These weeds are the best possible laboratory analysis in terms of assimilable phosphorus released for the daily needs of the plants.

Where goosefoots are grown every year, there is no need to purchase and add phosphate fertilizers.

There is no need to buy potassium or increase potassium levels even if soil testing (analysis) suggests that the assimilable nutrient reserve is not at its maximum.

Purple amaranth or Guernsey pigweed (Amaranthus spp.)

urple amaranth or Guernsey pigweed (Amaranthus spp.) 01
urple amaranth or Guernsey pigweed (Amaranthus spp.) 02

Greek name: Βλήτο, Βλήτα.

Not so obnoxious weeds since they can be used as humans and pet food when tender.

Pigs love them when they are in the young-straw stage, but avoid them as they mature. They seem to perceive that the mature Guernsey pigweed contains nitrates which, by the action of enzymes in the body, can cause poisoning. The same can happen to humans.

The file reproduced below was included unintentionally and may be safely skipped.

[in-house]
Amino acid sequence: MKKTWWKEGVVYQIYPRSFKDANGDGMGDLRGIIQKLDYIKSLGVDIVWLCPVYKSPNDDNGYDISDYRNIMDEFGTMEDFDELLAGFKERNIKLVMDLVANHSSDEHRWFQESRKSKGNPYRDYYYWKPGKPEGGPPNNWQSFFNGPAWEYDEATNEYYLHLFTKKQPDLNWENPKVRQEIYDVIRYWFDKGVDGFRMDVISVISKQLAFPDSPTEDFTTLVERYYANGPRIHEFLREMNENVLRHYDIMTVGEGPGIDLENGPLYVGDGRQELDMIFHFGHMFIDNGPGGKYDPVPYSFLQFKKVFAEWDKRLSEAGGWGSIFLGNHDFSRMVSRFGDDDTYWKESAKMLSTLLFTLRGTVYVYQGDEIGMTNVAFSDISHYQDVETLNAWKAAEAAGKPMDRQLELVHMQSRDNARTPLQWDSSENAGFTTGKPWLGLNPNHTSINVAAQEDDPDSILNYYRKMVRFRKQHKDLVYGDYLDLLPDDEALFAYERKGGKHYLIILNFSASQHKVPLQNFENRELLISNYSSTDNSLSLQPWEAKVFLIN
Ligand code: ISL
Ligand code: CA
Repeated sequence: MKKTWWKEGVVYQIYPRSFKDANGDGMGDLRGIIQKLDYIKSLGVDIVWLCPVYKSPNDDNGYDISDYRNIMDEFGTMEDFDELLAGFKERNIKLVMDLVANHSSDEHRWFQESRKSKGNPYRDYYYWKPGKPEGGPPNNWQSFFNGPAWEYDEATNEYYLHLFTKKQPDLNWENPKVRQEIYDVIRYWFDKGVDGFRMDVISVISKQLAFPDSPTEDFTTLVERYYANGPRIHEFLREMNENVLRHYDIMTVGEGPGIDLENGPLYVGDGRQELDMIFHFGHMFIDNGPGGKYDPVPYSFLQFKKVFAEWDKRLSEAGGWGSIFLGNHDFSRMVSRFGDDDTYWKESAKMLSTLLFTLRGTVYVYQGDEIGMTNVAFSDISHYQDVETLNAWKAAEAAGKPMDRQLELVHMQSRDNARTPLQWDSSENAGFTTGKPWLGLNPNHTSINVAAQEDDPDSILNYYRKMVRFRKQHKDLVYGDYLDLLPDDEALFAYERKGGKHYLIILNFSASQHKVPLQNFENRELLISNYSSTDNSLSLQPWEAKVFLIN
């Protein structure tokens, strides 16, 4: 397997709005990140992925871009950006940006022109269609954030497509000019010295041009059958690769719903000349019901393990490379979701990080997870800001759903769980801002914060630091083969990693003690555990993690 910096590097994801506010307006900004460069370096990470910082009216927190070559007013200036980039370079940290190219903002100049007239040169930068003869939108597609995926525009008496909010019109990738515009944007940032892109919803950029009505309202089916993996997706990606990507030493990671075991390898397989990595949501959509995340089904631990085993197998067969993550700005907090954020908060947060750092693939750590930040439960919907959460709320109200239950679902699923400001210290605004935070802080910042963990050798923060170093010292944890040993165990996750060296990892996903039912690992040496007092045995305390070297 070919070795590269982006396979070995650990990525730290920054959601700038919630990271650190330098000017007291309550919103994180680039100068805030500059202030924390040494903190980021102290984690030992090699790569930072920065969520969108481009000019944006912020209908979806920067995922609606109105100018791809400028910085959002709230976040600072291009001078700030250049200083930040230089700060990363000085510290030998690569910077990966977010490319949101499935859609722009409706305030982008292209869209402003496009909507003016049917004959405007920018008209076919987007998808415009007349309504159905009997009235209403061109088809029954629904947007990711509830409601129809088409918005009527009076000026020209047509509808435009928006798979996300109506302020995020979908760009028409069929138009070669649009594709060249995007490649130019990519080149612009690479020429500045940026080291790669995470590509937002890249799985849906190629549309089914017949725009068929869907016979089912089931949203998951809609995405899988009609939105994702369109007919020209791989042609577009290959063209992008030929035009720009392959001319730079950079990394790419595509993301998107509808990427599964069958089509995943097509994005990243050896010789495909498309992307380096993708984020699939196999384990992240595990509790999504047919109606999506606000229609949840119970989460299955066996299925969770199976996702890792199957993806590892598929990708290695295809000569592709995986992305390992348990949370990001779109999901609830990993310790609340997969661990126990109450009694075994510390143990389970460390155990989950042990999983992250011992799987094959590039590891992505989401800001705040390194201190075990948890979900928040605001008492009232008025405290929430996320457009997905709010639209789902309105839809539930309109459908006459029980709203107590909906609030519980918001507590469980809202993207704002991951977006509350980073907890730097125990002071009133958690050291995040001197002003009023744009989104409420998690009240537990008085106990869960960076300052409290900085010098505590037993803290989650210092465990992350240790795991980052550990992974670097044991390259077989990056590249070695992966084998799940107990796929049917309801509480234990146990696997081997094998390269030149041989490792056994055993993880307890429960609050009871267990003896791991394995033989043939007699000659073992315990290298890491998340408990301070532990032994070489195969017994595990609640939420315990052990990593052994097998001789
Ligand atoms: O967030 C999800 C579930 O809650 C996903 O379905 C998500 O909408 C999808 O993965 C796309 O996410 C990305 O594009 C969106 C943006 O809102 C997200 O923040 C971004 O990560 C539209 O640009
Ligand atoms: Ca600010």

Co-cultivation of Purple amaranth with onions and corn is very favorable.

The rough Purple amaranth makes eggplant, pepper and tomato more resistant to insect infestation.

Finally, its intercropping with carrots, radishes, redbud, beetroot is good and improves potato yields. In all cases, however, it must be kept at moderate levels so as not to choke the crop.

What does the presence of Purple amaranth or Guernsey pigweed in our field and garden indicate?

The soils in which Purple amaranth occurs are well balanced.

Low organic matter content and a period of drought trigger its germination.

Unlike other related species of the Amaranthidae family, this species germinates in sandy soils.

Moreover, in the soils where this amaranth is found potassium and manganese are at a relatively high level and iron is at an even higher level. Similarly for zinc. In fact, low humidity is a reason for the occurrence of this weed rather than the disturbance of nutrients in the soil.